Jim Clancy seems to report fairly. While some of his colleagues go for the sensational, he tends to stay with the facts, albeit at times the news is a little dry. Well, no quick path to building a solid reputation. Keep it up, Jim.

18th May 2014, 04:34
"Mayday" is documentary style for after the accident or incident but quite well done.

18th May 2014, 04:48
[QUOTE]"Mayday" is documentary style for after the accident or incident but quite well done. [\QUOTE]

In the US, it's in the Smithsonian channel and called "Air Disasters". I've seen episodes that were about accidents/incidents for which I had first had knowledge, and I have no issues with the factual accuracy. Sometimes a little to sensationalistic (e.g. too much 'we're all going to die') but overall reasonably well done.

18th May 2014, 07:20
There is that british sounding chap. You know the one. Screaming and loud, yet doesn't seem to have a pilot's license.
Much as I dislike Hurry Talker, that's very unfair. I mean, he's pretending to understand motor racing, not aviation.


18th May 2014, 07:56
This is not "TV reporting," but I though the producers showed a definite bias towards the KLM crew, particularly the captain, who is portrayed as a real bas***d. The Pan Am crew almost have halos above their heads.

Regardless of whose fault it was, the death and destruction is hard to watch. I couldn't take it - especially the pathos and hopelessness of the KLM airplane as it attempted to clear the Pan Am.

Fly safe, all.

Crash of the Century - YouTube

B Fraser
18th May 2014, 08:34
Much as I dislike Hurry Talker, that's very unfair. I mean, he's pretending to understand motor racing, not aviation.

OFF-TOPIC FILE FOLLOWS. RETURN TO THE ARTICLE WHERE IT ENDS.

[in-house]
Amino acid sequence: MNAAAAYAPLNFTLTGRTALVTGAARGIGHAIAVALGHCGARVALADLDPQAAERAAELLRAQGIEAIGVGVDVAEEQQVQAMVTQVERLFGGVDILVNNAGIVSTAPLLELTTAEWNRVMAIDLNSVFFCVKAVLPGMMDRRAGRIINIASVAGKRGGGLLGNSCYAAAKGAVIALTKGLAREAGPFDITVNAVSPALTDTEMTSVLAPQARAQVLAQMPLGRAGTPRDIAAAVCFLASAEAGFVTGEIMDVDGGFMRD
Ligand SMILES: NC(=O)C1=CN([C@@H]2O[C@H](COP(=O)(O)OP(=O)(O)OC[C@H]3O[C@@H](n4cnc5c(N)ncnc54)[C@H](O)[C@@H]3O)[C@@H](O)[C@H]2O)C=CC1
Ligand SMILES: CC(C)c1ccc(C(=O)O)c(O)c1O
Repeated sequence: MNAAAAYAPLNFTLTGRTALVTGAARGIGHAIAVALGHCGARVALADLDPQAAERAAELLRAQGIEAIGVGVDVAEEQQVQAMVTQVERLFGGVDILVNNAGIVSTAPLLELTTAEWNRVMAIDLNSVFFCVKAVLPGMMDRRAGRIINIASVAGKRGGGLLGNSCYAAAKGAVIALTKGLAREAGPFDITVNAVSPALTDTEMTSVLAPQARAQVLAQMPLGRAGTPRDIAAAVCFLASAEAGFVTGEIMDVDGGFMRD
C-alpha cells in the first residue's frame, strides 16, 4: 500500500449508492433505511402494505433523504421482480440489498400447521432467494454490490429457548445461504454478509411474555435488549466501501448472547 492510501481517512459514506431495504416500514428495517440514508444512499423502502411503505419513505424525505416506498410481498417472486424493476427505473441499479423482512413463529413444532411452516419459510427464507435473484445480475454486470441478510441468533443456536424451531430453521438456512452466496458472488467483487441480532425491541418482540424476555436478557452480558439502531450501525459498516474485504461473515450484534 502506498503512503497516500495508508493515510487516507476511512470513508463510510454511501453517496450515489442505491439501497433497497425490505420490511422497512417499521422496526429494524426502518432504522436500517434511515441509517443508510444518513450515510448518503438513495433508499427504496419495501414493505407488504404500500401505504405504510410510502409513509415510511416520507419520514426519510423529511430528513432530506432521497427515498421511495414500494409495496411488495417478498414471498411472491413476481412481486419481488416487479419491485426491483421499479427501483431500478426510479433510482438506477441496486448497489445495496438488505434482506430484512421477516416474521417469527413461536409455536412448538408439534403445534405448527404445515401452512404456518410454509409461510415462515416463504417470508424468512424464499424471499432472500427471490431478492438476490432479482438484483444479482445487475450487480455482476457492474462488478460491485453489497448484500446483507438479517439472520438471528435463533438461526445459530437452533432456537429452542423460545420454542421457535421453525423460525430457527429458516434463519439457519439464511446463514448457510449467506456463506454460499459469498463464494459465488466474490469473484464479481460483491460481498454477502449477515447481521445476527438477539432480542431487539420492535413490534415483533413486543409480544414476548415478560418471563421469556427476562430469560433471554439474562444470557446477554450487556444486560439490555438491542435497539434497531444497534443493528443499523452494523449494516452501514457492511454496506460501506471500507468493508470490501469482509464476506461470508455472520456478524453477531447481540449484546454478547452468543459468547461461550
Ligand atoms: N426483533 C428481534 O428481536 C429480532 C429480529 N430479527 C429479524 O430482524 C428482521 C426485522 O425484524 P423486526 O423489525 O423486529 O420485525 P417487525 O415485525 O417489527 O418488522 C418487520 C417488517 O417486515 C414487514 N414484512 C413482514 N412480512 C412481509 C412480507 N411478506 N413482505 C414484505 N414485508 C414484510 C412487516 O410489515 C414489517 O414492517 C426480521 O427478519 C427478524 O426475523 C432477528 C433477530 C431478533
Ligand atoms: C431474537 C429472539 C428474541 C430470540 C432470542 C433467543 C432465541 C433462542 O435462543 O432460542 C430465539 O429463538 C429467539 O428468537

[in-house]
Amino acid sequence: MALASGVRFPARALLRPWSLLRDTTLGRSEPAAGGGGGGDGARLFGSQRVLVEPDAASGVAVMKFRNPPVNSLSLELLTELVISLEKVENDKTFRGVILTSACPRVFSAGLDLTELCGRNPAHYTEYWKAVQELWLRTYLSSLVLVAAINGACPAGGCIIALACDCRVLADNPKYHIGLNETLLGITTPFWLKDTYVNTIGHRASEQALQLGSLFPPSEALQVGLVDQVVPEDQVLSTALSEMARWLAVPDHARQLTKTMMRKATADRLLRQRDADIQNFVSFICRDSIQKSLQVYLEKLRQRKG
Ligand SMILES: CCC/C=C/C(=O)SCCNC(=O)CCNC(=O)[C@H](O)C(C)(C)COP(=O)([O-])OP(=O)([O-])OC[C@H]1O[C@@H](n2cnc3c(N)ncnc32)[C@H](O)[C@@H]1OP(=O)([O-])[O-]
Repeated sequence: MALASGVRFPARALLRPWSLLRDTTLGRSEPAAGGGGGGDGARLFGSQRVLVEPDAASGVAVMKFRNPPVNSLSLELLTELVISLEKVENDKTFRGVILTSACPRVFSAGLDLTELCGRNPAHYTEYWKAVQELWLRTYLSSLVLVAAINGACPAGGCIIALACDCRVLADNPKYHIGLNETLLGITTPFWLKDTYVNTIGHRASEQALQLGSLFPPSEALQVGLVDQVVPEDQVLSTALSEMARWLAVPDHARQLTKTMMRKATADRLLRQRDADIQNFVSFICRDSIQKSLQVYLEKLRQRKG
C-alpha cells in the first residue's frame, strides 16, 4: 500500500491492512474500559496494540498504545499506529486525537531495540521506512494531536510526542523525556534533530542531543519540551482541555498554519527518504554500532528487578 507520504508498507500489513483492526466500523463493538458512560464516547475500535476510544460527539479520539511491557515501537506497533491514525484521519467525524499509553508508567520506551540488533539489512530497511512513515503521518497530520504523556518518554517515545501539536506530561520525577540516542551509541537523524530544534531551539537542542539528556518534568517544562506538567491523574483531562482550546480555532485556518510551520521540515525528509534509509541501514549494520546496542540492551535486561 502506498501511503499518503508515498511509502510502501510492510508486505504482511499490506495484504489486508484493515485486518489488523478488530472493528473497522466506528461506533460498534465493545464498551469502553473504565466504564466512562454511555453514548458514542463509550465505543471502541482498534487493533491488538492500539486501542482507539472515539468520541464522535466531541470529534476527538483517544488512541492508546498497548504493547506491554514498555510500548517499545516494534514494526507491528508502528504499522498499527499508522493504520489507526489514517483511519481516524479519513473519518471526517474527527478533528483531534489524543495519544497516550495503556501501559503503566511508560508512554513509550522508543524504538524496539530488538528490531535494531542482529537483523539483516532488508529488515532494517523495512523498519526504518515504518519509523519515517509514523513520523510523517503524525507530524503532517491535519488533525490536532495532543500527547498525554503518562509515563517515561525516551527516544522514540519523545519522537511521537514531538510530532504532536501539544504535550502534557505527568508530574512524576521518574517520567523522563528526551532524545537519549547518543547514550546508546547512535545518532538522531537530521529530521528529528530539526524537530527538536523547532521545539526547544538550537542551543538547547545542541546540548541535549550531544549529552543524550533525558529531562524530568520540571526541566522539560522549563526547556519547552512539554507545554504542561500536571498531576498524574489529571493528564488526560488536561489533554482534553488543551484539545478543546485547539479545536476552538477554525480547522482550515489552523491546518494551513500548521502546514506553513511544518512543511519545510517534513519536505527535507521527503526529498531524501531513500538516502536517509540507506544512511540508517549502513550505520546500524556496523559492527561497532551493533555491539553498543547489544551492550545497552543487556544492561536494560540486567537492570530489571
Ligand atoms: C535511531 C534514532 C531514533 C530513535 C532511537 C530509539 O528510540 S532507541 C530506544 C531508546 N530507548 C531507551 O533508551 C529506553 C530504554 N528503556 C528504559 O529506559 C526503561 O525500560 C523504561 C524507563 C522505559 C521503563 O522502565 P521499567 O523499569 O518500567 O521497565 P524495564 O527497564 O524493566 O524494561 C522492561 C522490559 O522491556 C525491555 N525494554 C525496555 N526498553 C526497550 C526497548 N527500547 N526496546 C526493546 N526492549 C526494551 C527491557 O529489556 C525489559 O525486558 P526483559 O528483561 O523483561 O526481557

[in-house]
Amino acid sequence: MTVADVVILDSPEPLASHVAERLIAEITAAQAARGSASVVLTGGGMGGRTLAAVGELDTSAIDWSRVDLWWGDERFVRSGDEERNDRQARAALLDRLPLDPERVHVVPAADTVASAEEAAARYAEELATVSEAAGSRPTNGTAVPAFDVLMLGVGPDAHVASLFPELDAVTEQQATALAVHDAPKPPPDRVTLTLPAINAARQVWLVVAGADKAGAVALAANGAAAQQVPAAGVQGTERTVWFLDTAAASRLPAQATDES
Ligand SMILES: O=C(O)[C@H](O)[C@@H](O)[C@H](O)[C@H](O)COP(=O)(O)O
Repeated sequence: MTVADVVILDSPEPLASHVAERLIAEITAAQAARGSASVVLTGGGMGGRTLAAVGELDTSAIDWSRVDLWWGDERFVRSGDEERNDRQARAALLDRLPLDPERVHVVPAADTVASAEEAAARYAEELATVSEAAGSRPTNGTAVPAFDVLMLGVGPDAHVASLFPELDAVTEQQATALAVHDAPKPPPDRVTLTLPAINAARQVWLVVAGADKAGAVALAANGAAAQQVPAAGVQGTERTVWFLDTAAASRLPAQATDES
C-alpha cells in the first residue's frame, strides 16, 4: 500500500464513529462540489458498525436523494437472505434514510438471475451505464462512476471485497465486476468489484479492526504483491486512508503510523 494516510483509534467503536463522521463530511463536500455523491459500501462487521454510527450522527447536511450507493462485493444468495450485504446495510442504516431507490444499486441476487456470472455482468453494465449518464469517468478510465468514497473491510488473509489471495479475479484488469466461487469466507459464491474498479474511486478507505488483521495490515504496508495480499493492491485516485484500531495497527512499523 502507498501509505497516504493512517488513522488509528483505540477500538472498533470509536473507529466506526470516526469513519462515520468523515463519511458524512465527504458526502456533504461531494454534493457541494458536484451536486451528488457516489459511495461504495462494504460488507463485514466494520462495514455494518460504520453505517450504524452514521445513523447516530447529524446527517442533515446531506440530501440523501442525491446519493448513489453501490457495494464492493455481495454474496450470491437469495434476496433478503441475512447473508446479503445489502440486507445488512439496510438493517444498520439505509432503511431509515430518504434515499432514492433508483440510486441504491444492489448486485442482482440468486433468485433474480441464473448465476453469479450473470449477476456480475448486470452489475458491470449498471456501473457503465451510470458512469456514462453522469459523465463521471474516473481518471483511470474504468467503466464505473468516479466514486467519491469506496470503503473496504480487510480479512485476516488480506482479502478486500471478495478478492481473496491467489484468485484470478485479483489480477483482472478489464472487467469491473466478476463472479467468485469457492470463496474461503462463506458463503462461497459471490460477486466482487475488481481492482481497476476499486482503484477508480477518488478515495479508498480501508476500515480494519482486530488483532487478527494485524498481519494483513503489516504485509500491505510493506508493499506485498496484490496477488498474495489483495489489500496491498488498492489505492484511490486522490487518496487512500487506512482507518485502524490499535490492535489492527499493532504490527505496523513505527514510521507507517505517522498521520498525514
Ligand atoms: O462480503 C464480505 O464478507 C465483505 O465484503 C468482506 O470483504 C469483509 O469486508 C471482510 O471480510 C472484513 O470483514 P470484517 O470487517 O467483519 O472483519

I hope that smiley means you have your tongue firmly in your cheek. The man is an expert on two and four wheeled racing while remaining an extremely modest and self-effacing chap. I recommend you read his biography and think again. Even if you don't change your mind, you will have read a really good book.

Back to aviation, Raymond Baxter's commentary from Farnborough is the stuff of legend. As a former WWII pilot who (IIRC) even tried to get a shot at a V2 as it lifted off, his knowledge and understatement was pure magic.

Thinking about it, Muddley and Raymond are chalk and cheese in terms of style but I could listen to them for hours.

Does anyone know who was narrating the recent documentary on the Pan Am Lockerbie event ? The chap either knew nothing about aviation or dumbed it down to the lowest common denominator.

B Fraser
18th May 2014, 08:41
Here's Raymond Baxter in full flow. Listen to the man and you'll understand why I rate him as one of the best aviation commentators there will ever be.


Shaggy Sheep Driver
18th May 2014, 11:03
It was Raymond Baxter's wingman who took a pot shot at a V2 as it rose up in front of them. Luckily (for Baxter and wingman) he either missed or the shots were ineffective.

Who can forget Baxter's commentry at the flight of the first Concorde prototype in 1969 ".....nose coming up.... she's airborne.... she flies!"

Ascend Charlie
18th May 2014, 11:51
Recently in Oz, a drunk enroute to Bali banged on the cockpit door, thinking it was the toilet door locked and unavailable.

The pilot activated the emergency procedures, the drunk was seated, but the Indonesian officials went totally overboard, with full hijack response. Army, police, flashing lights all over the tarmac, and the news coverage went for 4 hours. The reporters had nothing to say, but the TV execs made them stay live on air, so the garbage they came out with was astounding. Asking anybody walking past why they thought the aircraft had been hijacked.


***Indonesian for "rubbish!"

18th May 2014, 15:00
I hope that smiley means you have your tongue firmly in your cheek.Naw, more like this:


18th May 2014, 16:58
BBC's Mathew Amroliwalla seems to call every military transport a "Hercules". Probably distracted by Jane Hill's magnificent lady bumps. :E